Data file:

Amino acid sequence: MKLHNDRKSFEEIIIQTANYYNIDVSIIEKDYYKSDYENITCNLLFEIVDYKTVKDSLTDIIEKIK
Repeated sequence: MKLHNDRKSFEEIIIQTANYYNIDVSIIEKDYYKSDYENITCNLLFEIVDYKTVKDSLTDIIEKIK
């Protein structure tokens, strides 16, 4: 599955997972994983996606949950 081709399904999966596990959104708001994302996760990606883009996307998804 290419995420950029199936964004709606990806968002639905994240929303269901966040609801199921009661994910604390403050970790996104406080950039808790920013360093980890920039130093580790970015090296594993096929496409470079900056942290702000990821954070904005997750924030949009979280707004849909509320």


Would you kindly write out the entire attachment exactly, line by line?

Amino acid sequence: MKLHNDRKSFEEIIIQTANYYNIDVSIIEKDYYKSDYENITCNLLFEIVDYKTVKDSLTDIIEKIK
Repeated sequence: MKLHNDRKSFEEIIIQTANYYNIDVSIIEKDYYKSDYENITCNLLFEIVDYKTVKDSLTDIIEKIK
């Protein structure tokens, strides 16, 4: 599955997972994983996606949950 081709399904999966596990959104708001994302996760990606883009996307998804 290419995420950029199936964004709606990806968002639905994240929303269901966040609801199921009661994910604390403050970790996104406080950039808790920013360093980890920039130093580790970015090296594993096929496409470079900056942290702000990821954070904005997750924030949009979280707004849909509320």